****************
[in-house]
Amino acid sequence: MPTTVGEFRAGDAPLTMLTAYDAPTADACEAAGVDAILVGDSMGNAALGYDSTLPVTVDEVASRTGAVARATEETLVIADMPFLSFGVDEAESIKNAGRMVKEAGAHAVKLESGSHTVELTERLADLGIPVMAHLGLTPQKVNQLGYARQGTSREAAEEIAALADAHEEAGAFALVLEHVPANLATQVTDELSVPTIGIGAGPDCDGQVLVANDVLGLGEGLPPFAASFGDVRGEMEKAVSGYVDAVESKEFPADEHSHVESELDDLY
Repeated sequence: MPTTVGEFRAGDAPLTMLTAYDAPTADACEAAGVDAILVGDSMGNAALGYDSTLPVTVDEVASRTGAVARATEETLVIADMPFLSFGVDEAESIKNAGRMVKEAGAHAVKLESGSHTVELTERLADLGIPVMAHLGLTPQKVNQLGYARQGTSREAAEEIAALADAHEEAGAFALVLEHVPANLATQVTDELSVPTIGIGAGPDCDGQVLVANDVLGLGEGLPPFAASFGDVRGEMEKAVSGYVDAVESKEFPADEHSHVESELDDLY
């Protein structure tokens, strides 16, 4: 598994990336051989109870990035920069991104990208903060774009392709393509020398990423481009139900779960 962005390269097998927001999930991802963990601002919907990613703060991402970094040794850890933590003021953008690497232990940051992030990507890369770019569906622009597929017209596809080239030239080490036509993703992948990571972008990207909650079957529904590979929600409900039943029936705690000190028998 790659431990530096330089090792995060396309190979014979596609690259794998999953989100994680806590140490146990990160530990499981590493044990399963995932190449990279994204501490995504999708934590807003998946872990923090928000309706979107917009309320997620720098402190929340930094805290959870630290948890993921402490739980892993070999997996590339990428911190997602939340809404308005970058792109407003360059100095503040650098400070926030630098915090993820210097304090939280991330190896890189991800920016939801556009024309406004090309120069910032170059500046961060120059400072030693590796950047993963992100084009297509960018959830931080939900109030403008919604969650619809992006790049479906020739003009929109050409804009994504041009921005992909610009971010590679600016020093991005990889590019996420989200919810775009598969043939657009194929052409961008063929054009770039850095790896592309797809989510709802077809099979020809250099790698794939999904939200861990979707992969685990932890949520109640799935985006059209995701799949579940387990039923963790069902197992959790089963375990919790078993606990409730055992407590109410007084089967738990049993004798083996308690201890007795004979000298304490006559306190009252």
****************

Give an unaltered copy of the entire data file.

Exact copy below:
[in-house]
Amino acid sequence: MPTTVGEFRAGDAPLTMLTAYDAPTADACEAAGVDAILVGDSMGNAALGYDSTLPVTVDEVASRTGAVARATEETLVIADMPFLSFGVDEAESIKNAGRMVKEAGAHAVKLESGSHTVELTERLADLGIPVMAHLGLTPQKVNQLGYARQGTSREAAEEIAALADAHEEAGAFALVLEHVPANLATQVTDELSVPTIGIGAGPDCDGQVLVANDVLGLGEGLPPFAASFGDVRGEMEKAVSGYVDAVESKEFPADEHSHVESELDDLY
Repeated sequence: MPTTVGEFRAGDAPLTMLTAYDAPTADACEAAGVDAILVGDSMGNAALGYDSTLPVTVDEVASRTGAVARATEETLVIADMPFLSFGVDEAESIKNAGRMVKEAGAHAVKLESGSHTVELTERLADLGIPVMAHLGLTPQKVNQLGYARQGTSREAAEEIAALADAHEEAGAFALVLEHVPANLATQVTDELSVPTIGIGAGPDCDGQVLVANDVLGLGEGLPPFAASFGDVRGEMEKAVSGYVDAVESKEFPADEHSHVESELDDLY
């Protein structure tokens, strides 16, 4: 598994990336051989109870990035920069991104990208903060774009392709393509020398990423481009139900779960 962005390269097998927001999930991802963990601002919907990613703060991402970094040794850890933590003021953008690497232990940051992030990507890369770019569906622009597929017209596809080239030239080490036509993703992948990571972008990207909650079957529904590979929600409900039943029936705690000190028998 790659431990530096330089090792995060396309190979014979596609690259794998999953989100994680806590140490146990990160530990499981590493044990399963995932190449990279994204501490995504999708934590807003998946872990923090928000309706979107917009309320997620720098402190929340930094805290959870630290948890993921402490739980892993070999997996590339990428911190997602939340809404308005970058792109407003360059100095503040650098400070926030630098915090993820210097304090939280991330190896890189991800920016939801556009024309406004090309120069910032170059500046961060120059400072030693590796950047993963992100084009297509960018959830931080939900109030403008919604969650619809992006790049479906020739003009929109050409804009994504041009921005992909610009971010590679600016020093991005990889590019996420989200919810775009598969043939657009194929052409961008063929054009770039850095790896592309797809989510709802077809099979020809250099790698794939999904939200861990979707992969685990932890949520109640799935985006059209995701799949579940387990039923963790069902197992959790089963375990919790078993606990409730055992407590109410007084089967738990049993004798083996308690201890007795004979000298304490006559306190009252």